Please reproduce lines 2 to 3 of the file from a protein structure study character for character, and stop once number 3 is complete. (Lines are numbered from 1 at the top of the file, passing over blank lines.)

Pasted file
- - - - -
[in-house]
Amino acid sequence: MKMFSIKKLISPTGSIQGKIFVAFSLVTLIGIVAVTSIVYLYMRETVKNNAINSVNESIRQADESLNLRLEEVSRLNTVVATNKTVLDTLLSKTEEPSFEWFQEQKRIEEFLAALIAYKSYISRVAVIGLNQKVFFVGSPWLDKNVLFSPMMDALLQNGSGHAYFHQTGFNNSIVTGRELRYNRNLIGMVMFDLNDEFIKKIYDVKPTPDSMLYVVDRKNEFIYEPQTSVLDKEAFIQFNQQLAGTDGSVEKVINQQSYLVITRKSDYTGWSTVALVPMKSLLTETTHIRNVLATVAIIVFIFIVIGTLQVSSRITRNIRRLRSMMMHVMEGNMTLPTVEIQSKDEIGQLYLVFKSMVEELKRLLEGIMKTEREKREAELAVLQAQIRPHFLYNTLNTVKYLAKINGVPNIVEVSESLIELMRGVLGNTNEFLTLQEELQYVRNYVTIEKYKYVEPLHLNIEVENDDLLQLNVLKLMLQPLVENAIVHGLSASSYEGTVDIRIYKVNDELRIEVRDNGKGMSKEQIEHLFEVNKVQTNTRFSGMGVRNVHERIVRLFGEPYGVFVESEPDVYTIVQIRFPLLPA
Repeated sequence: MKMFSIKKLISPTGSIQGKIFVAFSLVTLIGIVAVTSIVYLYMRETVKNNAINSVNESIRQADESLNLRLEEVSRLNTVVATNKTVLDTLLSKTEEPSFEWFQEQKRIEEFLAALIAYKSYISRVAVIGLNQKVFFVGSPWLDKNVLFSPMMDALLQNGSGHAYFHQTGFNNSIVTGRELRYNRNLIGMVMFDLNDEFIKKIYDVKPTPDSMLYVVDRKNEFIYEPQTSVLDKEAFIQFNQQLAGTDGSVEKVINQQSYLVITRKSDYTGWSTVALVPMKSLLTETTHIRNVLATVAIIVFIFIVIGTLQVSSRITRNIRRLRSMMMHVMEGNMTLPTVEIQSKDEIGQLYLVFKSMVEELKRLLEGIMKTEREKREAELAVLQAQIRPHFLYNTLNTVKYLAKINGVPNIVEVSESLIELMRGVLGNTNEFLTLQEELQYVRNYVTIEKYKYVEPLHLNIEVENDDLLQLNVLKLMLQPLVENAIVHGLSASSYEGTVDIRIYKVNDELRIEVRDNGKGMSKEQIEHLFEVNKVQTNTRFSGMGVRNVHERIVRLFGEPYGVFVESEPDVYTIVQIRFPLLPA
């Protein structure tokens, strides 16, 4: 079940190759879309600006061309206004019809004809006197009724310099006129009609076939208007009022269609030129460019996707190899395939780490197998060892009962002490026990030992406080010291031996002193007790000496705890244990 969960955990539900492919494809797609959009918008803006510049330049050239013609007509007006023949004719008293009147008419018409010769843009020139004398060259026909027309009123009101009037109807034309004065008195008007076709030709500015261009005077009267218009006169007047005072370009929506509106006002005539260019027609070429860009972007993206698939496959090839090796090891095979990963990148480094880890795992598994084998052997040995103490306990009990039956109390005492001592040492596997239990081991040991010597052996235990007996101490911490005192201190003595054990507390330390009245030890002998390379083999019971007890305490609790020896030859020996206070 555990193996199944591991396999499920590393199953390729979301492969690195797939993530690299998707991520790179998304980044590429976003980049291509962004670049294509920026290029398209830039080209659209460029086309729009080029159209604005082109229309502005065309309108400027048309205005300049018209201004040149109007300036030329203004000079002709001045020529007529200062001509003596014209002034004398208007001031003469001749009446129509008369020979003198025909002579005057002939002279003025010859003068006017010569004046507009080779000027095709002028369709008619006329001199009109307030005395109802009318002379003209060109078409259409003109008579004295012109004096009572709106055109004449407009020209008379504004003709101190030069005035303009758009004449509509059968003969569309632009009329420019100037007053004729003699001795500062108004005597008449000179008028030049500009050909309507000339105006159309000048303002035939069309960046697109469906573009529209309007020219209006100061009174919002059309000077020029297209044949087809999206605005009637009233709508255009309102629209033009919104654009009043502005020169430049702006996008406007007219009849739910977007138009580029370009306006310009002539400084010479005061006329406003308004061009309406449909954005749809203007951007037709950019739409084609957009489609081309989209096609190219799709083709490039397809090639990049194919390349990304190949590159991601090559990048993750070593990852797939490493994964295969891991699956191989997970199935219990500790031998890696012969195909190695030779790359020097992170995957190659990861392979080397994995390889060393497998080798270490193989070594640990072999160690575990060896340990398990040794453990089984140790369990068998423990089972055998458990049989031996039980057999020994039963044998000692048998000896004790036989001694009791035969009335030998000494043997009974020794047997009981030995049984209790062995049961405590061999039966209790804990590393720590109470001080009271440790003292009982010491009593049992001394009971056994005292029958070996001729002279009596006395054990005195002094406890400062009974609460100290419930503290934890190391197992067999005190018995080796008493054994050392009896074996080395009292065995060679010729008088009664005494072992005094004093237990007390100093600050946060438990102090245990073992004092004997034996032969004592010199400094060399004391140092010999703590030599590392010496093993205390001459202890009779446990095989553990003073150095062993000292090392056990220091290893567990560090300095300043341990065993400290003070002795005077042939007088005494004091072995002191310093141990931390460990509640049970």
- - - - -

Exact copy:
Amino acid sequence: MKMFSIKKLISPTGSIQGKIFVAFSLVTLIGIVAVTSIVYLYMRETVKNNAINSVNESIRQADESLNLRLEEVSRLNTVVATNKTVLDTLLSKTEEPSFEWFQEQKRIEEFLAALIAYKSYISRVAVIGLNQKVFFVGSPWLDKNVLFSPMMDALLQNGSGHAYFHQTGFNNSIVTGRELRYNRNLIGMVMFDLNDEFIKKIYDVKPTPDSMLYVVDRKNEFIYEPQTSVLDKEAFIQFNQQLAGTDGSVEKVINQQSYLVITRKSDYTGWSTVALVPMKSLLTETTHIRNVLATVAIIVFIFIVIGTLQVSSRITRNIRRLRSMMMHVMEGNMTLPTVEIQSKDEIGQLYLVFKSMVEELKRLLEGIMKTEREKREAELAVLQAQIRPHFLYNTLNTVKYLAKINGVPNIVEVSESLIELMRGVLGNTNEFLTLQEELQYVRNYVTIEKYKYVEPLHLNIEVENDDLLQLNVLKLMLQPLVENAIVHGLSASSYEGTVDIRIYKVNDELRIEVRDNGKGMSKEQIEHLFEVNKVQTNTRFSGMGVRNVHERIVRLFGEPYGVFVESEPDVYTIVQIRFPLLPA
Repeated sequence: MKMFSIKKLISPTGSIQGKIFVAFSLVTLIGIVAVTSIVYLYMRETVKNNAINSVNESIRQADESLNLRLEEVSRLNTVVATNKTVLDTLLSKTEEPSFEWFQEQKRIEEFLAALIAYKSYISRVAVIGLNQKVFFVGSPWLDKNVLFSPMMDALLQNGSGHAYFHQTGFNNSIVTGRELRYNRNLIGMVMFDLNDEFIKKIYDVKPTPDSMLYVVDRKNEFIYEPQTSVLDKEAFIQFNQQLAGTDGSVEKVINQQSYLVITRKSDYTGWSTVALVPMKSLLTETTHIRNVLATVAIIVFIFIVIGTLQVSSRITRNIRRLRSMMMHVMEGNMTLPTVEIQSKDEIGQLYLVFKSMVEELKRLLEGIMKTEREKREAELAVLQAQIRPHFLYNTLNTVKYLAKINGVPNIVEVSESLIELMRGVLGNTNEFLTLQEELQYVRNYVTIEKYKYVEPLHLNIEVENDDLLQLNVLKLMLQPLVENAIVHGLSASSYEGTVDIRIYKVNDELRIEVRDNGKGMSKEQIEHLFEVNKVQTNTRFSGMGVRNVHERIVRLFGEPYGVFVESEPDVYTIVQIRFPLLPA